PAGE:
Fiona McCarthy, broker at Fraser Yachts, shares her favourite place to visit on our wonderful islands with us: Sa Foradada.
For McCarthy, it is the perfect place to take a dip in the sea. She also confesses that this area of the island is home to the tastiest paella she has ever had.
Do you know this wonderful area of the Serra de Tramuntana? We’ll tell you all the secrets!
Sa Foradada is located in the north-west of the island of Mallorca. It is an outcrop that stretches 400 metres inland from the sea, in the Tramuntana mountain range.
In addition to its magical rock, its spectacular scenery, its crystal-clear waters and its dreamy sunsets, Sa Foradada is known for its large natural hole, which is located at the end of this small peninsula.
What to do in Sa Foradada
The Sierra de Tramuntana mountain range has been declared a World Heritage Site by UNESCO. To get to the bottom of Sa Foradada, you can walk 30 minutes down a well signposted path. Here you will find the Son Marroig caves as well as different landscapes and views of the perforated rock, which gives this enclave its name. Facing west, Sa Foradada is known for its breathtaking sunsets over the sea and many people travel from all parts of the island just to watch it.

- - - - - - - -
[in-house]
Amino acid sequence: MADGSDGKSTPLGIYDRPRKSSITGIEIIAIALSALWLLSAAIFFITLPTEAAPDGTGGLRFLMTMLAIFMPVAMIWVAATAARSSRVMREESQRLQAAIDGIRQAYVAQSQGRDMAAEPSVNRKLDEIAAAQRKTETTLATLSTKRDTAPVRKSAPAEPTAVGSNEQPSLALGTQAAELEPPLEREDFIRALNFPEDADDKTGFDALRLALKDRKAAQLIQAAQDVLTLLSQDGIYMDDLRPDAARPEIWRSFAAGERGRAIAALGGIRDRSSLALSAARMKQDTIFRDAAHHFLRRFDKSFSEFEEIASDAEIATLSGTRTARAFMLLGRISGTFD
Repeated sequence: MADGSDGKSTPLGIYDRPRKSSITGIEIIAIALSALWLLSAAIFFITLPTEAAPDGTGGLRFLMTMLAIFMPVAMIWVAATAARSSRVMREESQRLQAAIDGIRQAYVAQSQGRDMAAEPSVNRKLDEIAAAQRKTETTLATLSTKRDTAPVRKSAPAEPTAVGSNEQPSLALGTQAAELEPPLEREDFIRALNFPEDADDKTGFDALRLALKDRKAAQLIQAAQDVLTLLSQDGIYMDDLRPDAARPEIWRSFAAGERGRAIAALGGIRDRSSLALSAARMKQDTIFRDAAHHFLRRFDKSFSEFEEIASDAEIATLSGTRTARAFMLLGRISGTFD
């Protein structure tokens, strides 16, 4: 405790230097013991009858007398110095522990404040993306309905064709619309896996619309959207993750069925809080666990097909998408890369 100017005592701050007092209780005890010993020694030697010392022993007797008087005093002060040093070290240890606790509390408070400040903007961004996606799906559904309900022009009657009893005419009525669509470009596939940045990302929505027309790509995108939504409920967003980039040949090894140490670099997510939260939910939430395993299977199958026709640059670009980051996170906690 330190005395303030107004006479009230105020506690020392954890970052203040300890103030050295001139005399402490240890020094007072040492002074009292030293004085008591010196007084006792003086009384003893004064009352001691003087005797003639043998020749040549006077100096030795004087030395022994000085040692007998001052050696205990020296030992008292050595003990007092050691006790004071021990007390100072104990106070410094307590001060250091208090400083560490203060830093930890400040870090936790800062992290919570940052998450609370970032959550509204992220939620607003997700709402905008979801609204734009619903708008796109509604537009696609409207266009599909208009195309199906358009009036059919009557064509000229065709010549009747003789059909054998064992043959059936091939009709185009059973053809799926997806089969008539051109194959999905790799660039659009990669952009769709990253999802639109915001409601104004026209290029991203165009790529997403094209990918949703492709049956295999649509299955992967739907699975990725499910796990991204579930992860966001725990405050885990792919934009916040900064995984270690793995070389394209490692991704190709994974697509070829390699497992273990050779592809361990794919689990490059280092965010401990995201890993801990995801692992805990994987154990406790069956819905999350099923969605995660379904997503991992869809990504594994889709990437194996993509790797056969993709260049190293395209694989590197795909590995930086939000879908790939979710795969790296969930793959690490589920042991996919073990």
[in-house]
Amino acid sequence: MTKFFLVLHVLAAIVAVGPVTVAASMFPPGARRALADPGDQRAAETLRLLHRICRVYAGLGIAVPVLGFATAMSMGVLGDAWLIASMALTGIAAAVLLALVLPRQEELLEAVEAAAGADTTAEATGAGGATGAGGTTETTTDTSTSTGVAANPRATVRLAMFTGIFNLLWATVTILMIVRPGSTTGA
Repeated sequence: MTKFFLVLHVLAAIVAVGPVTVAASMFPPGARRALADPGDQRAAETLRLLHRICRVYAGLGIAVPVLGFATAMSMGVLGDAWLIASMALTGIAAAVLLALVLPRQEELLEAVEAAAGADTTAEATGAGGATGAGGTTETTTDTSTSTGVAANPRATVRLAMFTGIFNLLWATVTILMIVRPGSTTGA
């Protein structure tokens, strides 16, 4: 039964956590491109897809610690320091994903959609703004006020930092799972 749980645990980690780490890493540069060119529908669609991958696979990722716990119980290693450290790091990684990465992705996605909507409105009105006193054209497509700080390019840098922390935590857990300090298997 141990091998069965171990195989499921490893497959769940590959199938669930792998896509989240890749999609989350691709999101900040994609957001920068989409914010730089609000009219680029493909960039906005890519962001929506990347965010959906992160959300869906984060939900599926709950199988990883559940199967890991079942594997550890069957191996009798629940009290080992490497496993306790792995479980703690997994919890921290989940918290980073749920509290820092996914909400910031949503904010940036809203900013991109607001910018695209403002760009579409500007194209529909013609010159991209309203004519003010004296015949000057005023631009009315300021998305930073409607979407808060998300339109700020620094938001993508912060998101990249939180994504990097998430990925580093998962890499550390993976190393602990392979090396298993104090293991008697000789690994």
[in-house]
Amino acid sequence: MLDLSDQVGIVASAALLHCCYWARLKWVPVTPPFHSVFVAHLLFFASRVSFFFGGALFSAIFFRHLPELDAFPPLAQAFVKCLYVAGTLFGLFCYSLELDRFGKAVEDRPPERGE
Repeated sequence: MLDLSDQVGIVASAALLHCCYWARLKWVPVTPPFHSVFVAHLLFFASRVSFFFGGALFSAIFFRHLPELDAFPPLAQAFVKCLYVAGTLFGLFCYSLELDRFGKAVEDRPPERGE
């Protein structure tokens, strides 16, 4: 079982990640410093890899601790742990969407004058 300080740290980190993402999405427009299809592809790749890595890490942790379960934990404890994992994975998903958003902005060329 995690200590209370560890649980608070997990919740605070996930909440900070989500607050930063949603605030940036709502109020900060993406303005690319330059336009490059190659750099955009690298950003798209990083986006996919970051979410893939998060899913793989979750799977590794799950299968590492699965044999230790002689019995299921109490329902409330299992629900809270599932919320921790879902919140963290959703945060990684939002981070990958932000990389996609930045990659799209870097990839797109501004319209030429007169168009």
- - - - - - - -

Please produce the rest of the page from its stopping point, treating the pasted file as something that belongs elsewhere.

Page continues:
You can also enjoy some fantastic Mediterranean restaurants in this area, many with spectacular views of the north coast. Right at the end of this peninsula you can find Sa Foradada restaurant. One of their best-selling dishes is its famous paella, made over a wood fire, which is nautical expert, Fiona McCarthy’s favourite.
Visiting Sa Foradada by boat
In this enclave, there are three main areas for anchoring: Cala Foradada, Punta de Sa Foradada East and Punta de Sa Foradada West.
Cala Foradada has an area for small boats to anchor. The seabed is rocky and the only mooring option is by anchor. It’s the ideal place to relax in a peaceful environment with crystal-clear waters and rocky cliffs.
Punta Sa Foradada East and West are the other anchorage options, they’re surrounded by impressive rock formations. The seabed is a mixture of sand and rocks and in the western area you’ll find areas of great depth (up to 20 metres). However, care should be taken on stormy days there’s little protection from the wind and the waves. On better days, this area is the perfect place for overnight mooring as most visitors leave in the evening, making for a very relaxing evening.